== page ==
Moving from Reactive Programming to Reactive architecture: Reactive communication over RSocket

This article is the second in a three article series on moving from Reactive Programming to Reactive Architecture, where we take a look at using RSocket and RabbitMQ to handle Reactive Streams between different applications. In the first article of this series, we looked we looked at what an an architecture using reactive streams over the network could look like. The third article, where we do Reactive RPC calls using Reactor RabbitMQ will be released soon.

In this second article we’ll be taking a closer look at RSocket, an application protocol providing Reactive streams semantics over the network.

In the first article of this series moving from reactive programming to reactive architecture, we already looked at an example using RSocket within a sender and receiver application. Be sure to take a look at it if you want to see some code samples using RSocket combined with the Spring framework.

Reactive Streams over the network

Despite all the cool technology we have seen the last couple of years in regards to programming with Reactive streams, there was one big elephant in the room. The lack of true Reactive Streams over the network.

Of course it was already possible to use Server Sent Events to stream a result over HTTP using for example Spring Webflux. However this resulted in a one-way traffic from the server to the client. Apart from the TCP backpressure that is given over the network, no real end-to-end Reactive Backpressure can be guaranteed. In the scenario of a slow application consuming information of a much faster application streaming information from a database, this could result in a lot of unnecessary work being done. Evidently it’s a waste to send 10’000 records when only the first 100 got processed by the client, or even worse: the client could run out of memory due to being overwhelmed by the server’s response. The one-way traffic also prevents an easy form of dynamic communication between the two.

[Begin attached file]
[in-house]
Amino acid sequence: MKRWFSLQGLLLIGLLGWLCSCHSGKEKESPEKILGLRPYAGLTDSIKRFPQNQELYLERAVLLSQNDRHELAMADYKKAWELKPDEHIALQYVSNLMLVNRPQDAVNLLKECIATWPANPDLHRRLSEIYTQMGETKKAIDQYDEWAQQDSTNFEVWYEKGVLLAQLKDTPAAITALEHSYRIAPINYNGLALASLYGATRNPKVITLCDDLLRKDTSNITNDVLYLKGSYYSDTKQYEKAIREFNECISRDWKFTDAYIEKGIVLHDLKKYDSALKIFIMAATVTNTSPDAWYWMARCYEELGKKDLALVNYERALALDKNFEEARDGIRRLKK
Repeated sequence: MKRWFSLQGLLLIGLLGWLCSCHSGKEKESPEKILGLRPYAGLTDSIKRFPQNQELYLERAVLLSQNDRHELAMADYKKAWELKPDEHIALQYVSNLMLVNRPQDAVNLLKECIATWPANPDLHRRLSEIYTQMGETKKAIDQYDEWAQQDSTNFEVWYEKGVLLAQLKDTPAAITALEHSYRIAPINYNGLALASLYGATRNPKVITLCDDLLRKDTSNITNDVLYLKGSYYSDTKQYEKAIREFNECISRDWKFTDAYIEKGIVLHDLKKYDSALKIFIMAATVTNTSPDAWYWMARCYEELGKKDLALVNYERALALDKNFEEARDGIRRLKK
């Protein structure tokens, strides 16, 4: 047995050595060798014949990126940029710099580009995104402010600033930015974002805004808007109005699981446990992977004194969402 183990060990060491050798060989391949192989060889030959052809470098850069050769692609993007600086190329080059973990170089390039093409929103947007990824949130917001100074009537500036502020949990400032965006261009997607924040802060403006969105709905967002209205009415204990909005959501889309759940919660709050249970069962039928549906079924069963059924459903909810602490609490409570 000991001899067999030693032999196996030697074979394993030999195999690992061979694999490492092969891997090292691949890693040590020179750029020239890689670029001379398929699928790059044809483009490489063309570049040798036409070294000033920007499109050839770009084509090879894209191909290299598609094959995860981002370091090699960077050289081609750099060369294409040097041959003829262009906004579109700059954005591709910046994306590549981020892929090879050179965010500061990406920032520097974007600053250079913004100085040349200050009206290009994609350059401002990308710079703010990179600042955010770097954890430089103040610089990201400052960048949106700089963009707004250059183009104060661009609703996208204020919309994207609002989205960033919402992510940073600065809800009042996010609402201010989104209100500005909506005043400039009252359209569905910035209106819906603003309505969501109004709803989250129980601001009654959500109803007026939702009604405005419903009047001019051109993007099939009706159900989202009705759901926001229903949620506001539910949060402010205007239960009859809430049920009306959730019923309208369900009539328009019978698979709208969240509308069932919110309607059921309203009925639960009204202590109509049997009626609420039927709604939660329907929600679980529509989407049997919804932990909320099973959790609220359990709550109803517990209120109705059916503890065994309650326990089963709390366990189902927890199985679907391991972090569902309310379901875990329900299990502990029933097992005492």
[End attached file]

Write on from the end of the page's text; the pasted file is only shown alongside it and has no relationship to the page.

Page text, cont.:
Alternatively, Websockets could be used to provide two-way communication between Reactive applications using Reactive Streams. Unfortunately this would still be a pretty rudimentary solution and still has zero support for actual Reactive Backpressure.

RSocket to the rescue!

Several interaction models

One very interesting distinction between RSocket and many other protocols, is that its setup can sometimes be considered closer to peer-to-peer than a server-client communication. Messages can even flow in both directions depending on the stream setup. You have the choice between:

  • request/response: A stream with a single result. For example to load a single resource like an image.
  • request/stream: A finite stream of 0, 1, or many. This enables us to give a stream of results through time. For example to retrieve a range of database records over an API. There is support for reactive backpressure, which means that the peer offering the stream shouldn’t overwhelm its consumer.
  • fire-and-forget (no response): For example to send IoT data like measurement information. In this case the receiver should not send a response.